Program Director/Principal Investigator (Last, First, Middle): Crosby, Gregory J Abstract Delirium, an acute confusional state, is one of the most common postoperative complications in older surgical patients and is associated with suboptimal recovery and high mortality. Yet, its cause is uncertain, therapeutic options are limited, and there are no reliable biomarkers. We hypothesize that circulating extracellular vesicles (EVs) and their cargo can identify patients at risk for or who experience postoperative delirium and carry new biomarkers for the syndrome. EVs are small (30-500 nm) bilipid particles that are shed or secreted by most cells, including those of the immune and central nervous systems, are present in blood, have surface markers of the parent cell, and carry a cargo of RNA and proteins. EVs are involved in numerous physiological and pathological processes and increasingly are being researched as biomarkers of many age-related conditions and diseases. No research, however, has investigated the relationship between delirium and circulating EVs. We will test our hypothesis that postoperative delirium is associated with changes in the concentration, size, and cargo of blood-borne EVs using biobanked plasma samples from a well-characterized cohort of older, elective spine surgery patients, and then confirm the results in a prospective replication cohort.
In Aim 1, we will sort and profile EVs in plasma using serial centrifugation, affinity columns, Nanoparticle Tracking and Nano FACS and compare EV abundance and size in preoperative and postoperative samples from patients that did or did not develop delirium postoperatively, and do the same using just the EV population derived from neurons or glia as determined by immunoaffinity methods.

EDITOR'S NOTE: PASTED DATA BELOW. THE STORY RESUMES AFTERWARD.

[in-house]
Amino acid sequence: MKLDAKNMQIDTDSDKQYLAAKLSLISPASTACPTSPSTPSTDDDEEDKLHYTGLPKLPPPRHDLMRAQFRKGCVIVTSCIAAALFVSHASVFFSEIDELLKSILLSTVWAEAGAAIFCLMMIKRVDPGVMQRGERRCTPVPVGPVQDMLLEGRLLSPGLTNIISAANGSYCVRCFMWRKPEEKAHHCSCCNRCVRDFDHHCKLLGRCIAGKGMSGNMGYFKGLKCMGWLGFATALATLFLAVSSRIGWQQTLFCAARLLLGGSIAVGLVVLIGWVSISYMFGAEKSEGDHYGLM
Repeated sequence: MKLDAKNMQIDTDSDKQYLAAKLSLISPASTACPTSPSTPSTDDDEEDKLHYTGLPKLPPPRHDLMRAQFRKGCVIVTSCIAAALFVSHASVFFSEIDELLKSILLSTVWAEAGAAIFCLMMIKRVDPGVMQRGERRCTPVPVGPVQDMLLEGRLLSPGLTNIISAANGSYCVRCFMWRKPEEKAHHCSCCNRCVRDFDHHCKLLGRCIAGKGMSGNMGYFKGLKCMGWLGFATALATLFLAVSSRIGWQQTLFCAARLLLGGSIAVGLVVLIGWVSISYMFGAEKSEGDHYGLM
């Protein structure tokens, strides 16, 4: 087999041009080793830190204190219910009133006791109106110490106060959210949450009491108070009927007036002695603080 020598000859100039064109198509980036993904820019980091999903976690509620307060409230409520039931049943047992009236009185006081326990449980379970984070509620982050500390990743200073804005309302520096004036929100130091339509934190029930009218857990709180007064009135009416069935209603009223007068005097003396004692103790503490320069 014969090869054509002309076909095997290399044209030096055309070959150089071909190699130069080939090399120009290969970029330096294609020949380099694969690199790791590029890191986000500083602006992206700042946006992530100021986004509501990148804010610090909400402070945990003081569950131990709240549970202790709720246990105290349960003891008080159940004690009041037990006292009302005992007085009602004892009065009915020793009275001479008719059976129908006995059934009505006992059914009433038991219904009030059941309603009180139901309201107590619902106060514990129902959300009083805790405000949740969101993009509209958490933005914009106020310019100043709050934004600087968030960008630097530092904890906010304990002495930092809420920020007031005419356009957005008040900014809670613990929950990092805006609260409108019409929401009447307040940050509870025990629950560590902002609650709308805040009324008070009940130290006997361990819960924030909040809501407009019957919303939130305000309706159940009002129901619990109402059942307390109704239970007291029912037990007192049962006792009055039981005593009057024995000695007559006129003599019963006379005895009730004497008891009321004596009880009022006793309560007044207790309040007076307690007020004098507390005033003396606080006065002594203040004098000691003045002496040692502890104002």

In Aim 2, we will investigate the RNA and protein cargo of the total EV population and CNS-derived fraction in plasma using multiplexed RNA panels and targeted ELISAs and Western blots, focusing on pathways implicated in delirium such as inflammation, endothelial cell / blood brain barrier function, stress, and neurodegeneration. The outcome of this research will be original information about the relationship between circulating extracellular vesicles and postoperative delirium, new insights into the role of EVs and their contents in the pathogenesis of this common, highly morbid syndrome, and insight into the potential of an EV-based ?liquid biopsy? to discover novel biomarkers that could improve the care of older surgical patients at high risk for delirium. OMB No. 0925-0001/0002 (Rev. 03/16 Approved Through 10/31/2018) Page Continuation Format Page

Public Health Relevance

Crosby, Gregory J Narrative Older surgical patients are at high risk for delirium after surgery but its pathobiology is unclear and biomarkers are not available. This proposal will investigate whether circulating extracellular vesicles, small RNA and protein containing particles shed by most cells, can be a biomarker for postoperative delirium and provide insight into its pathogenesis. Such a fluid biopsy may improve outcomes for older surgical patients. OMB No. 0925-0001/0002 (Rev. 03/16 Approved Through 10/31/2018) Page Continuation Format Page

National Institute of Health (NIH)
National Institute on Aging (NIA)
Exploratory/Developmental Grants (R21)
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Aging Systems and Geriatrics Study Section (ASG)
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Roberts, Luci
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Brigham and Women's Hospital
United States
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